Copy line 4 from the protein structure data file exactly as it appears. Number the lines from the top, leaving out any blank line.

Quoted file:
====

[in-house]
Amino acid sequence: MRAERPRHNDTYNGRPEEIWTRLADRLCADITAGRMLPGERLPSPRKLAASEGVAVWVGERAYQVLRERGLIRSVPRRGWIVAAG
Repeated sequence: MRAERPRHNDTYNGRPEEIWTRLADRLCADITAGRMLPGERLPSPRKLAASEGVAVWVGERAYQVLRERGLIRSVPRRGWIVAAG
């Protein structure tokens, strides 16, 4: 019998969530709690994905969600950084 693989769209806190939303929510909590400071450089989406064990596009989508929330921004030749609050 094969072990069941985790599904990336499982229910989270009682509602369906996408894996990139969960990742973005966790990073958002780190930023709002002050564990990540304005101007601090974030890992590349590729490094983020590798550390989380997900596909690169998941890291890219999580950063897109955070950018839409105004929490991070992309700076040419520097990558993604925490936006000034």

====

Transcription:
């Protein structure tokens, strides 16, 4: 019998969530709690994905969600950084 693989769209806190939303929510909590400071450089989406064990596009989508929330921004030749609050 094969072990069941985790599904990336499982229910989270009682509602369906996408894996990139969960990742973005966790990073958002780190930023709002002050564990990540304005101007601090974030890992590349590729490094983020590798550390989380997900596909690169998941890291890219999580950063897109955070950018839409105004929490991070992309700076040419520097990558993604925490936006000034």